The picture on the left shows a symbolic example with and . We have , that is:
In the above symbolic example, we have , that is:
then is the vector with elements , :
In this symbolic example, we have , that is:
Example: Return to the network example, involving a incidence matrix. We note that, by construction, the columns of sum to zero, which can be compactly written as , or .
The product operator in Matlab is *. If the sizes are not consistent, Matlab will produce an error.Matlab syntax:
>> A = [1 2; 3 4; 5 6]; % 3x2 matrix >> x = [-1; 1]; % 2x1 vector >> y = A*x; % result is a 3x1 vector >> z = [-1; 0; 1]; % 3x1 vector >> y = z'*A; % result is a 1x2 (i.e., row) vector
Transposing a product changes the order, so that .
In other words, results from transforming each column of into .
The matrix-matrix product can also be interpreted as an operation on the rows of . Indeed, if is given by its rows , , then is the matrix obtained by transforming each one of these rows via , into , :
(Note that 's are indeed row vectors, according to our matrix-vector rules.)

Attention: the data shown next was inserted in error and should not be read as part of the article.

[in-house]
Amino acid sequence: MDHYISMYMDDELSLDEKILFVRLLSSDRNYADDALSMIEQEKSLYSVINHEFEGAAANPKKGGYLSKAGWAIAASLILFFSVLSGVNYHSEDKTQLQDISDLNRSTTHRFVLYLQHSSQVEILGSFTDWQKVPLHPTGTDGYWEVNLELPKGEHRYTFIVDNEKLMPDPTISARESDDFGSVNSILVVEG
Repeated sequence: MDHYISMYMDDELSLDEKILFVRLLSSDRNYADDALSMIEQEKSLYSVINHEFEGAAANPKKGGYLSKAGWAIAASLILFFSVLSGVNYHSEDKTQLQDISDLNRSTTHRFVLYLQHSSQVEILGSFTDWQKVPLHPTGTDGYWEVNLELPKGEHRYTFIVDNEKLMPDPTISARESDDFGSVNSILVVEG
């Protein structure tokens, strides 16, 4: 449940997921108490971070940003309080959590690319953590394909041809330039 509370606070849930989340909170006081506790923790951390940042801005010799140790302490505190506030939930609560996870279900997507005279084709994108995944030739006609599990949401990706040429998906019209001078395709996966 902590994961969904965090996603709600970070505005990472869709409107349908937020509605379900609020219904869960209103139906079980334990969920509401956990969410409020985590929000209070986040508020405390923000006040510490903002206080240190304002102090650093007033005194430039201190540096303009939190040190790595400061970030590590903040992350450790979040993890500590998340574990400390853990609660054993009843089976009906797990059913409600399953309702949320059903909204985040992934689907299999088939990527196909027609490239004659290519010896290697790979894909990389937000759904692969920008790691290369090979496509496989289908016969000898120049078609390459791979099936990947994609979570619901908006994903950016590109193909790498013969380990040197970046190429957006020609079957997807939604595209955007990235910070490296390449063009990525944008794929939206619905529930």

Matrix algebra generalizes to blocks, provided block sizes are consistent. To illustrate this, consider the matrix-vector product between a matrix and a -vector , where are partitioned in blocks, as follows:
where is , , , . Then
Symbolically, it's as if we would form the ‘‘scalar’’ product between the ‘‘row vector and the column vector !
Likewise, if a matrix is partitioned into two blocks , each of size , , with , then
Again, symbolically we apply the same rules as for the scalar product — except that now the result is a matrix.
Example: Gram matrix.
Finally, we can consider so-called outer products. Consider the case for example when is a matrix partitioned row-wise into two blocks , and is a matrix that is partitioned column-wise into two blocks :
Then the product can be expressed in terms of the blocks, as follows:
The trace of a square matrix , denoted by , is the sum of its diagonal elements: .
Some important properties:
Trace of transpose: The trace of a square matrix is equal to that of its transpose.
Commutativity under trace: for any two matrices and , we have
>> A = [1 2 3; 4 5 6; 7 8 9]; % 3x3 matrix >> tr = trace(A); % trace of A
We can define the scalar product between two matrices via
The above definition is symmetric: we have
Our notation is consistent with the definition of the scalar product between two vectors, where we simply view a vector in as a matrix in . We can interpret the matrix scalar product as the vector scalar product between two long vectors of length each, obtained by stacking all the columns of on top of each other.Matlab syntax
>> A = [1 2; 3 4; 5 6]; % 3x2 matrix >> B = randn(3,2); % random 3x2 matrix >> scal_prod = trace(A'*B); % scalar product between A and B >> scal_prod = A(:)'*B(:); % this is the same as the scalar product between the % vectorized forms of A, B